Nebraska lawmakers and advocates are considering new paths forward for marijuana reform—including pursuing recreational legalization on the 2024 ballot or convening a special legislative session to pass medical cannabis in the interim—after state officials announced that a medically focused reform campaign had come up short on signatures to put their measures before voters this year. Officials have since said that they will be conducting another review of the signatures for the Nebraska measures.
Michigan activists announced in June that they will no longer be pursuing a statewide psychedelics legalization ballot initiative for this year’s election and will instead focus on qualifying the measure to go before voters in 2024.
The campaign behind an effort to decriminalize drugs and expand treatment and recovery services in Washington State said in June that it has halted its push to qualify an initiative for November’s ballot.
While Wyoming activists said earlier this year that they made solid progress in collecting signatures for a pair of ballot initiatives to decriminalize marijuana possession and legalize medical cannabis, they didn’t get enough to make the 2022 ballot deadline and will be aiming for 2024 while simultaneously pushing the legislature to advance reform even sooner.
In March, California activists announced that they came up short on collecting enough signatures to qualify a measure to legalize psilocybin mushrooms for the state’s November ballot, though they aren’t giving up on a future election cycle bid.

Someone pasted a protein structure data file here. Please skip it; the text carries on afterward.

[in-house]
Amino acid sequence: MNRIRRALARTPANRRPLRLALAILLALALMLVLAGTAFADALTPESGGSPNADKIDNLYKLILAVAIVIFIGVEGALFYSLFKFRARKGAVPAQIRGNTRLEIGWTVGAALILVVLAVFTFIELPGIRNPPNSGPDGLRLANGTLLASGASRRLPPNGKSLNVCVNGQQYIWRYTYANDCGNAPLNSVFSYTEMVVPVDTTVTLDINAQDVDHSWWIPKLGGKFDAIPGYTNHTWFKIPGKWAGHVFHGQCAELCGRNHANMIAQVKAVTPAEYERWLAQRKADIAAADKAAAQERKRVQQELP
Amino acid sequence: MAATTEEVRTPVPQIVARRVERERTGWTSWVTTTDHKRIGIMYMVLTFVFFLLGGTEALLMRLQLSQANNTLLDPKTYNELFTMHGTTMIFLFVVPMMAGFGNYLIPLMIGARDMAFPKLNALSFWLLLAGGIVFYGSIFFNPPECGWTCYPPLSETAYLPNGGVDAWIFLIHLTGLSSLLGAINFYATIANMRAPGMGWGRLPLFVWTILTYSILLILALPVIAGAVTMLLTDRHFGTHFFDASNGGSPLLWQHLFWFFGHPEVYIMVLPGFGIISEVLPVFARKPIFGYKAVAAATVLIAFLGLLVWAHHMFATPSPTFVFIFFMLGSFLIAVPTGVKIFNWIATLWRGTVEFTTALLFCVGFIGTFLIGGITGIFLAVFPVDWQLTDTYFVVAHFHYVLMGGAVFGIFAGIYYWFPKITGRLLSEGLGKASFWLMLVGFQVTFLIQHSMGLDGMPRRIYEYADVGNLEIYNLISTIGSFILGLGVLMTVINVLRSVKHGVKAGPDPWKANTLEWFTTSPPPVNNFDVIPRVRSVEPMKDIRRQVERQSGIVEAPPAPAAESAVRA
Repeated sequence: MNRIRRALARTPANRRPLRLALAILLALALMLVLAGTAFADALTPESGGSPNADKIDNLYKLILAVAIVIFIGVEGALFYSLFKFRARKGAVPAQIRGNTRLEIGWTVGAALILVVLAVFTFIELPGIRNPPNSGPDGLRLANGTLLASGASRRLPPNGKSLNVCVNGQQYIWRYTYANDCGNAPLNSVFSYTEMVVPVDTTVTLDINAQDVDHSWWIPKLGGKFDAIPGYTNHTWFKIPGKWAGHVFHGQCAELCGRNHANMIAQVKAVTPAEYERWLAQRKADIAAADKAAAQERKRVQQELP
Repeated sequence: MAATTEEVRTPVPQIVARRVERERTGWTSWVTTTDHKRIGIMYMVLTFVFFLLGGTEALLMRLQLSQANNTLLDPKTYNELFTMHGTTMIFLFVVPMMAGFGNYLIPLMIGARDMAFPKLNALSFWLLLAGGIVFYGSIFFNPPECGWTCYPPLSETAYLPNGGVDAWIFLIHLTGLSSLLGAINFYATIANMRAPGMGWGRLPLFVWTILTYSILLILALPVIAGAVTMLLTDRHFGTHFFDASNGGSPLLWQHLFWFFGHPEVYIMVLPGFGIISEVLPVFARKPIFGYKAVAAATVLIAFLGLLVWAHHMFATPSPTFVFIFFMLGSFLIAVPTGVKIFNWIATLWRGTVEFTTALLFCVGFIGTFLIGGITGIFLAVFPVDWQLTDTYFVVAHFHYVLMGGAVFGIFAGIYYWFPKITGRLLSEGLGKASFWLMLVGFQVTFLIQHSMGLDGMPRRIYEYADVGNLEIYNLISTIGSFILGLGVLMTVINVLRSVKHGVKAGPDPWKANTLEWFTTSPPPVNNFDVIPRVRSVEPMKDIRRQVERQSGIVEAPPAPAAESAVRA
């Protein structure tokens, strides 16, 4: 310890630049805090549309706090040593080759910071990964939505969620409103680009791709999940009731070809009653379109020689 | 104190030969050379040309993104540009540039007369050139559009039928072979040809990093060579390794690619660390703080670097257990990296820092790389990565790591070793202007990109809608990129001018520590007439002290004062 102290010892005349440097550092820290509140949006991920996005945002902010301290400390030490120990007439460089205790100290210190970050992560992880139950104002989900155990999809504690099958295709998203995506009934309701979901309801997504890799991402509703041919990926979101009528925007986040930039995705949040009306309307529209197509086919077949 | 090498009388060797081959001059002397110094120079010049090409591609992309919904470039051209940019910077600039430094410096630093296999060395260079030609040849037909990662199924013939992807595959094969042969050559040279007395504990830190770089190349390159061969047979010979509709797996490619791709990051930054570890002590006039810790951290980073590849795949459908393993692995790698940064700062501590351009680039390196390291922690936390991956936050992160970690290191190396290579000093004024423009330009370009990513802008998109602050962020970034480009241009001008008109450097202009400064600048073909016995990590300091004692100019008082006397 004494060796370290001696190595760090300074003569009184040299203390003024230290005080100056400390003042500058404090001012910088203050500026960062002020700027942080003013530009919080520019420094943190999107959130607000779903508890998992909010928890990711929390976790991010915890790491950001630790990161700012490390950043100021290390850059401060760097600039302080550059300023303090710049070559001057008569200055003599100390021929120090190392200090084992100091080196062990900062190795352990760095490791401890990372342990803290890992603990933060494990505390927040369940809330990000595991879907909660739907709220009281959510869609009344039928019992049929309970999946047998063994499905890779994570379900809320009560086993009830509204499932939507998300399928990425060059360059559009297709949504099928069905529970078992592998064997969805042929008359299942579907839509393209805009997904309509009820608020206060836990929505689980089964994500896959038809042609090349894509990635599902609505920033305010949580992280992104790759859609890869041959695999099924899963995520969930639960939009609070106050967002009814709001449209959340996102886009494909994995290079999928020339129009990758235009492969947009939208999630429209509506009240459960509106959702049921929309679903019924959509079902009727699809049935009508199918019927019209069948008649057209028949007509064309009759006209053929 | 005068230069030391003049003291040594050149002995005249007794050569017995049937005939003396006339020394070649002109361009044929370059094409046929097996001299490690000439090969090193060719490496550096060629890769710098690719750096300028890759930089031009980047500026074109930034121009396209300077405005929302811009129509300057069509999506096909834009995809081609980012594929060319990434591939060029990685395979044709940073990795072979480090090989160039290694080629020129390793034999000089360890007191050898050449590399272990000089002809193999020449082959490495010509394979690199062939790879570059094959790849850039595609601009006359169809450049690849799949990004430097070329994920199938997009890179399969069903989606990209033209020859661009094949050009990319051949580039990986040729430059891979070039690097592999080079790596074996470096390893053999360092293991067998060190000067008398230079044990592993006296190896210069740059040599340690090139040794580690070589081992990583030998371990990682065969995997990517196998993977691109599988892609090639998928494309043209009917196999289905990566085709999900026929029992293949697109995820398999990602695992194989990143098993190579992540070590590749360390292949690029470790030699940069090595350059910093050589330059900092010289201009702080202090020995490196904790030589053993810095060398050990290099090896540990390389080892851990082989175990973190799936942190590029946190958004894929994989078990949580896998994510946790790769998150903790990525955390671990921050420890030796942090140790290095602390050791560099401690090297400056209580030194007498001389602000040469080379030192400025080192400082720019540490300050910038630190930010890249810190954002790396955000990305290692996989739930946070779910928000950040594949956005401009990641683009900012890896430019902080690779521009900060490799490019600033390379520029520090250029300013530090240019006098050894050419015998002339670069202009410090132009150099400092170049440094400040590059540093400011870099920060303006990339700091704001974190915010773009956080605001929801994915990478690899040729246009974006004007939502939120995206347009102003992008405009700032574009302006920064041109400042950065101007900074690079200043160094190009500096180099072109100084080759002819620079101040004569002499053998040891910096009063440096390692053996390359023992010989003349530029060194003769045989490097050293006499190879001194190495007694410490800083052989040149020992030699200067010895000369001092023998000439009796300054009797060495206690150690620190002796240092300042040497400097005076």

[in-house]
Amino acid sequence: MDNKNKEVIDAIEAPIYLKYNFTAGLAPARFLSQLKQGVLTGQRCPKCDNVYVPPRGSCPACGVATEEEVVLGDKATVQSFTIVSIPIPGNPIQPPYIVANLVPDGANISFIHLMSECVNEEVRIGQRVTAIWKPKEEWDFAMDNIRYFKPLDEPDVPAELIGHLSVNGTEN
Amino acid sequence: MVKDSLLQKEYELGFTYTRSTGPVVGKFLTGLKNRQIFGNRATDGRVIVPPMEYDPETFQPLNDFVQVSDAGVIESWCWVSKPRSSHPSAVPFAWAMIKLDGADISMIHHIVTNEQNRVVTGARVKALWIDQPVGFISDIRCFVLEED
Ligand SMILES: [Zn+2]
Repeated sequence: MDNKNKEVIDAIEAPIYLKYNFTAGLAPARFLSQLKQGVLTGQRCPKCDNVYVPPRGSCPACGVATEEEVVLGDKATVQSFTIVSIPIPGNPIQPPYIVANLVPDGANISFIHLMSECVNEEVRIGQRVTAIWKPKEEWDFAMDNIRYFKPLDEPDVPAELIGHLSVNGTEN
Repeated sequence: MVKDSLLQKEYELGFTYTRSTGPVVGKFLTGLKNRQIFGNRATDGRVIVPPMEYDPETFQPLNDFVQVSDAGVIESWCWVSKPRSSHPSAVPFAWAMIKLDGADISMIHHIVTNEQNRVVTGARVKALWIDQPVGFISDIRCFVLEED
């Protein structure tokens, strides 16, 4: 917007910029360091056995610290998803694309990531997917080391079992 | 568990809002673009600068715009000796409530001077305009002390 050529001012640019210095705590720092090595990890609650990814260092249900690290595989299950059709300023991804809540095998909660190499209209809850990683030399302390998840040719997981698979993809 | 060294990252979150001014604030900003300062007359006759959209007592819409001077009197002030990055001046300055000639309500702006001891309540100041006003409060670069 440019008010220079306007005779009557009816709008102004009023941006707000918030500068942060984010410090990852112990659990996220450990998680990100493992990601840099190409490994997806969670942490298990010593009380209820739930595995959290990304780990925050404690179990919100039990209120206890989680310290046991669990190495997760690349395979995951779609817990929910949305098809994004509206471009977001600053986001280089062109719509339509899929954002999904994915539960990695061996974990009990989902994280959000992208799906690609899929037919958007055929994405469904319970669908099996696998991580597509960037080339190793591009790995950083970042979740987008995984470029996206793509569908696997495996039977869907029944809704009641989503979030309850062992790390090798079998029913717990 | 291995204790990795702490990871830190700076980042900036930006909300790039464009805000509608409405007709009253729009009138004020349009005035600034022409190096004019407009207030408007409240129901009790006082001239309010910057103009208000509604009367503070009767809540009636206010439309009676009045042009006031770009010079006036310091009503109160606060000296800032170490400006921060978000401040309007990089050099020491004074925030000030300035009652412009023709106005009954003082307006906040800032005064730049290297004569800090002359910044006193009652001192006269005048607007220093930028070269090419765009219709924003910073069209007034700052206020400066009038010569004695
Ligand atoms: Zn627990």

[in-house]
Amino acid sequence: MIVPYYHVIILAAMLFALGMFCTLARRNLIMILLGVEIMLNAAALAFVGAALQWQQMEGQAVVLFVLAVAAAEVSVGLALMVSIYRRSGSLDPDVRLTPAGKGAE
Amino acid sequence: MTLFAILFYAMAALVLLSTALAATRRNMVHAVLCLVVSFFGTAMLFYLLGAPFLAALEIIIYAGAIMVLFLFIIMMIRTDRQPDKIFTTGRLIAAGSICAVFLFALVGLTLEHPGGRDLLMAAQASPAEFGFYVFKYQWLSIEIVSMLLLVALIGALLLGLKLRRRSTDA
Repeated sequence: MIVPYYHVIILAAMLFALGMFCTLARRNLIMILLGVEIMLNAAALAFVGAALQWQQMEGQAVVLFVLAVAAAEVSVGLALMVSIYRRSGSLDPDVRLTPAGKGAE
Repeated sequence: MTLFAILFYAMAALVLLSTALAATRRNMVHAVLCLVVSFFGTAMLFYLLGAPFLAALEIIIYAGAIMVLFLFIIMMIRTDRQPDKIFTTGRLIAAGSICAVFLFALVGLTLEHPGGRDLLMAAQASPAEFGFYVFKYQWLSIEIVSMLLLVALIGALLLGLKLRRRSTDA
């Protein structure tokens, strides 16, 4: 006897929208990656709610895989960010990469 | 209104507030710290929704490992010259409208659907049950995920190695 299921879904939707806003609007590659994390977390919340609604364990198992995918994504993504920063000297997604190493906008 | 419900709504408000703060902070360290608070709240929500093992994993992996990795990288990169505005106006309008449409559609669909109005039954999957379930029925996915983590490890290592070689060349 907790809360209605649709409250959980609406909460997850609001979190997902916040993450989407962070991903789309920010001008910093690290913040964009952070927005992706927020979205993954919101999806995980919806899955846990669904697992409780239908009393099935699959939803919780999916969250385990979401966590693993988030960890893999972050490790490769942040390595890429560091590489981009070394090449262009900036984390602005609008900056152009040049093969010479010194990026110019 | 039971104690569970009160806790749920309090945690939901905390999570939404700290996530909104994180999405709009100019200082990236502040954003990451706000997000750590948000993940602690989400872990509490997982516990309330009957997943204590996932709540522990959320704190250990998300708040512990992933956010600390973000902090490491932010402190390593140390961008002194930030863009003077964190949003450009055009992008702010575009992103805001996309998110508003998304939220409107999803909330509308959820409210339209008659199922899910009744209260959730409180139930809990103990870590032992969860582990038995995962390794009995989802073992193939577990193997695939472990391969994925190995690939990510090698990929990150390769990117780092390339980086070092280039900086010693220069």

An effort to put adult-use legalization on the statewide ballot in Ohio fizzled out this year, but the campaign did secure a procedural legal win that will allow them to hit the ground running for a planned 2023 reform initiative.
Locally, Ohio voters in at least seven cities will get a chance to join many of their neighboring jurisdictions in enacting local marijuana decriminalization at the ballot this November.
Voters in five Texas cities will also vote on local cannabis decriminalization measures this year.
Advocates have also worked to place local decriminalization ordinances on the ballot in West Virginia.
Wisconsin voters in at least half a dozen cities and counties will also be asked on November’s ballot whether they support legalizing, taxing and regulating cannabis in a manner similar to alcohol. Those Wisconsin advisory questions will be non-binding, however, and are intended to take the temperature of voters and send a message to lawmakers about where their constituents stand.
Photo courtesy of Philip Steffan.